VIFF 2016 | Our Love Story

Posted by Jenna Mae Diamante & filed under VIFF.

Credit: viff.org
Credit: viff.org

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Our Love Story
Dir: Lee Hyunju | Gateway | Dragons & Tigers | South Korea | 2016 | 99 mins
Showtimes:
Oct. 3, 6:30 pm | The Cinematheque

Lee Hyunju’s debut film centres around the everyday bumps and sharp turns of a new relationship, the normalcy of quiet, buoyant tension and the tenderness of fresh love between two girls. Lee, a graduate of the Korean Academy of Film Arts, is eager to tell love stories of all kinds. Lesbian-focused content is perceived as taboo in South Korea, Lee says, which made her want to tell this story even more.

From the opening sequence, we begin following Yoonju (Lee Sanghee), a talented art student who scrounges around junk yards for reusable items to transform into something new. It is there that Yoonju catches sight of Jisoo (Ryu Sunyoung), a self-assured and cheeky girl, and is startled to find that she is drawn to her. Yoonju’s growing affection for a girl is a sweet surprise, and we catch her smiling to herself often. For once, she is excited at the thought of love.

Their first night together, Jisoo is experienced and undaunted by Yoonju’s hesitance. Yoonju finds herself completely overwhelmed with her love for Jisoo. She begins to lose focus, careless of all aspects in her life except for Jisoo. As their relationship grows, the girls face typical hardships together, yet they begin to drift, slowly at first, until the space between them is blown wide, and nothing can be solved by a simple kiss anymore.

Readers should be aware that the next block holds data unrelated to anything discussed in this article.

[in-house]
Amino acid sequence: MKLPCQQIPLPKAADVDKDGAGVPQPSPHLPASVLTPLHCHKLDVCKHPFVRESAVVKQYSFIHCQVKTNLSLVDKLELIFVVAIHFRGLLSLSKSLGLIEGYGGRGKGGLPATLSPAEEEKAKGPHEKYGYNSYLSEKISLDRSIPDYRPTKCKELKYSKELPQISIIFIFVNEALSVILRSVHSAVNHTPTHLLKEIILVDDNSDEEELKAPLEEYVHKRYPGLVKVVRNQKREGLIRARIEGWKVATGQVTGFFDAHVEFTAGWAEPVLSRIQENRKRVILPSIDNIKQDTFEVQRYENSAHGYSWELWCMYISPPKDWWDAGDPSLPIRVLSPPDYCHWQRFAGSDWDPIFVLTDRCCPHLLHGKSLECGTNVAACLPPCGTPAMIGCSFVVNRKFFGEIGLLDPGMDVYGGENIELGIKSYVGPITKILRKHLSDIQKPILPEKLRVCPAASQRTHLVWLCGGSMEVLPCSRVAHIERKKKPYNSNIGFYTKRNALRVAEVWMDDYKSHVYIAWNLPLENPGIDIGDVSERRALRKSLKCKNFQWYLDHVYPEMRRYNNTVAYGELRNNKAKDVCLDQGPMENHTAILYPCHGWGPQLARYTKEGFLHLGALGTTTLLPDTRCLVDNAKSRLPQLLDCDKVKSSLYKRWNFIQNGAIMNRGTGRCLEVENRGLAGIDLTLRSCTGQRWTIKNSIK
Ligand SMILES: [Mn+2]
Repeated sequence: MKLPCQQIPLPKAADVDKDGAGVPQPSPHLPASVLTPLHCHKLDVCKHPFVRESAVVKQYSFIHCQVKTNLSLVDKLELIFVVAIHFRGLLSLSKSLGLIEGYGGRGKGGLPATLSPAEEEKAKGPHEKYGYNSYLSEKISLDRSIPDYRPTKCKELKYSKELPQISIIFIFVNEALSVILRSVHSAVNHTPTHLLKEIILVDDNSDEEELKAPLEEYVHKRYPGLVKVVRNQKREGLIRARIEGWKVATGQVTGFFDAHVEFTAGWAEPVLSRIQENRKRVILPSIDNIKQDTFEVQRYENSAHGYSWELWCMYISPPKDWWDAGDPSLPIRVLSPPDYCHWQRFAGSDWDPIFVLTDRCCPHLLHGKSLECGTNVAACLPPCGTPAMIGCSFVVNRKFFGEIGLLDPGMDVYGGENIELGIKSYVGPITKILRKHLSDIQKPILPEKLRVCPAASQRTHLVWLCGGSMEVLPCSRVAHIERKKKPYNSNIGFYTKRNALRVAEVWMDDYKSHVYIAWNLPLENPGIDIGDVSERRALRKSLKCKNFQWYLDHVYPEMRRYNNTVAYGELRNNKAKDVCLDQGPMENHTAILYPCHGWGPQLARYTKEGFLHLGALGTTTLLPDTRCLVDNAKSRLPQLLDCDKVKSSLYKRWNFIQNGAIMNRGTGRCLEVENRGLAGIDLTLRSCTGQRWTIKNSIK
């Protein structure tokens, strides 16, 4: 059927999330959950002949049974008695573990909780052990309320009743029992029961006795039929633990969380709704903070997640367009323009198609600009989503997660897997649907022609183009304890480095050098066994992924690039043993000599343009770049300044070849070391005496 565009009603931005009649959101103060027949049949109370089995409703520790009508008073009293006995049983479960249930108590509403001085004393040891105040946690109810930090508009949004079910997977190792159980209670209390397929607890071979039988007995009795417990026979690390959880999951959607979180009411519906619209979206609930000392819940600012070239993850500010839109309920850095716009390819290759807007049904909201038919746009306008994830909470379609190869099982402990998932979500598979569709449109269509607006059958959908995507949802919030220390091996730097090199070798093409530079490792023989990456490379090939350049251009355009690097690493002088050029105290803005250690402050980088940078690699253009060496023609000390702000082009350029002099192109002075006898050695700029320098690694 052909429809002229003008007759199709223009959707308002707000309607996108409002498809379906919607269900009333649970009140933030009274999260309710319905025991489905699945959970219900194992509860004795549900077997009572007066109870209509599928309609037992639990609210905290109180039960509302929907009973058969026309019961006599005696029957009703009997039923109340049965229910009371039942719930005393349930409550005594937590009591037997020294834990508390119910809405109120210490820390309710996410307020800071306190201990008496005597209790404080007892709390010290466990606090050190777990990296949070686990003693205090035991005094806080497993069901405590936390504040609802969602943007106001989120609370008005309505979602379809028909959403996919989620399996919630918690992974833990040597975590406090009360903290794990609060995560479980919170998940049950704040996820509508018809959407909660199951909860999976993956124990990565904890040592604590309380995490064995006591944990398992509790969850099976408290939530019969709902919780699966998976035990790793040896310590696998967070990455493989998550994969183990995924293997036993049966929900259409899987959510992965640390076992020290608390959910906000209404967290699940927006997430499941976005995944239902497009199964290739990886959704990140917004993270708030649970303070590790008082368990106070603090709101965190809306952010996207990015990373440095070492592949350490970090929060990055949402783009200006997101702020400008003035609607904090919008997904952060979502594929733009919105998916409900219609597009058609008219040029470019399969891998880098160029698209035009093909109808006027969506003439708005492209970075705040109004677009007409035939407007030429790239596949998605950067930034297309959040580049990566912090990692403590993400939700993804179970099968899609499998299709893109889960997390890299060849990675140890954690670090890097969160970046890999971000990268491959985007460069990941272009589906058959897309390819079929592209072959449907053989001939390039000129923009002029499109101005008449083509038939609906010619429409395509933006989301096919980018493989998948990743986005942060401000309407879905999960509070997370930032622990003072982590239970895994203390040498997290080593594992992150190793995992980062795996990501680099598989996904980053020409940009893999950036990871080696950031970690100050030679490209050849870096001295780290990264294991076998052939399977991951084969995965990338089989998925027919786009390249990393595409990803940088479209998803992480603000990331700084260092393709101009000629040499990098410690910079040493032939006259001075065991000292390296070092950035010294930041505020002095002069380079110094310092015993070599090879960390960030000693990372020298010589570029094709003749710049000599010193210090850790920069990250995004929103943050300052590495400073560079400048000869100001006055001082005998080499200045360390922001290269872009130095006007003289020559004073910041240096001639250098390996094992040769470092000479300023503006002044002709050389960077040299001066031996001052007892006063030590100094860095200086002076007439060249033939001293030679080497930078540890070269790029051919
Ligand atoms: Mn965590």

The girls are pressed to (traditionally) marry and both toy with the idea of loving a boy instead. Lee explains, “This is what occurs in a society that constantly raises the question, ‘When are you going to get married?'”

“It is rare to live openly gay in Korea,” Lee says. “You get into a same-sex relationship and, the longer it is, the more you lie, which creates a whole different level of exhaustion in the relationship.” She says this sense of exhaustion is what she wanted to portray in Our Love Story.

Lee’s gorgeously stretched out takes and purposefully chosen cuts create a sense of observance for the audience, as though we are given a front row seat to romance as it blossoms, fades, then repeats. Lee deliberately directed long takes and less cuts, and she explains why, saying: “I wanted to give the sense of observing what goes on in a Korean society today. The reality of Korea may seem suffocating to those in Canada.”

Seven to eight years ago, Lee made a short film about lesbianism which she says was very difficult to cast. Yet she found casting for Our Love Story to be much less difficult, which tells of the significant strides Korea has made in the last decade. Korean female actresses are very limited in character options, and Lee says the two main girls were intrigued to explore their performances in something new and different.

Our Love Story will be released in small theatres in Korea next month, but we all know that Lee’s debut film is just the beginning.

Watch the trailer here.

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